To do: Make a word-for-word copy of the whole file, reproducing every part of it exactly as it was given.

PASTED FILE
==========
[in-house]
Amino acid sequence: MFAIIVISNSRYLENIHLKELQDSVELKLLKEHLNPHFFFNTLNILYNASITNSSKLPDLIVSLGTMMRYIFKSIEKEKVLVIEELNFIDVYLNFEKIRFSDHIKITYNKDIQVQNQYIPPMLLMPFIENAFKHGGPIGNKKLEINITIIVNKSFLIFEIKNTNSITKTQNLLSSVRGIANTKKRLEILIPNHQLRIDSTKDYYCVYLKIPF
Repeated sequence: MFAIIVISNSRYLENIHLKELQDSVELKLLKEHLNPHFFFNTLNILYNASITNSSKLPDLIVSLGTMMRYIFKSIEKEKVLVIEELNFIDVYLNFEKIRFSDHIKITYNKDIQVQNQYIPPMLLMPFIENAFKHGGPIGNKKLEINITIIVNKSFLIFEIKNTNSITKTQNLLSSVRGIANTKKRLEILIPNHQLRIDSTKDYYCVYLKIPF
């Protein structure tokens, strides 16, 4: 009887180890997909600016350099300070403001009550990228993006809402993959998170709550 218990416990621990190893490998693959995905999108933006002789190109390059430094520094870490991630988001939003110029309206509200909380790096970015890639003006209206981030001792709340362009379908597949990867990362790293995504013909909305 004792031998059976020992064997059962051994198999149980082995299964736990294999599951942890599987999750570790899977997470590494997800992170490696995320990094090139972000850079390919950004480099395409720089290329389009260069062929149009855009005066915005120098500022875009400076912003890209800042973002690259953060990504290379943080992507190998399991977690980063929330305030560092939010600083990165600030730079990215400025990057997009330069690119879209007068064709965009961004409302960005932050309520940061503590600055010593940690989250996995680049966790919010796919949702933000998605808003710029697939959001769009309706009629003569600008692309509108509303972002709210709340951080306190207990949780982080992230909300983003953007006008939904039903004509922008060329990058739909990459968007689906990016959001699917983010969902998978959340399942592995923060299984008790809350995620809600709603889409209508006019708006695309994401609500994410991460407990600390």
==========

[in-house]
Amino acid sequence: MFAIIVISNSRYLENIHLKELQDSVELKLLKEHLNPHFFFNTLNILYNASITNSSKLPDLIVSLGTMMRYIFKSIEKEKVLVIEELNFIDVYLNFEKIRFSDHIKITYNKDIQVQNQYIPPMLLMPFIENAFKHGGPIGNKKLEINITIIVNKSFLIFEIKNTNSITKTQNLLSSVRGIANTKKRLEILIPNHQLRIDSTKDYYCVYLKIPF
Repeated sequence: MFAIIVISNSRYLENIHLKELQDSVELKLLKEHLNPHFFFNTLNILYNASITNSSKLPDLIVSLGTMMRYIFKSIEKEKVLVIEELNFIDVYLNFEKIRFSDHIKITYNKDIQVQNQYIPPMLLMPFIENAFKHGGPIGNKKLEINITIIVNKSFLIFEIKNTNSITKTQNLLSSVRGIANTKKRLEILIPNHQLRIDSTKDYYCVYLKIPF
């Protein structure tokens, strides 16, 4: 009887180890997909600016350099300070403001009550990228993006809402993959998170709550 218990416990621990190893490998693959995905999108933006002789190109390059430094520094870490991630988001939003110029309206509200909380790096970015890639003006209206981030001792709340362009379908597949990867990362790293995504013909909305 004792031998059976020992064997059962051994198999149980082995299964736990294999599951942890599987999750570790899977997470590494997800992170490696995320990094090139972000850079390919950004480099395409720089290329389009260069062929149009855009005066915005120098500022875009400076912003890209800042973002690259953060990504290379943080992507190998399991977690980063929330305030560092939010600083990165600030730079990215400025990057997009330069690119879209007068064709965009961004409302960005932050309520940061503590600055010593940690989250996995680049966790919010796919949702933000998605808003710029697939959001769009309706009629003569600008692309509108509303972002709210709340951080306190207990949780982080992230909300983003953007006008939904039903004509922008060329990058739909990459968007689906990016959001699917983010969902998978959340399942592995923060299984008790809350995620809600709603889409209508006019708006695309994401609500994410991460407990600390």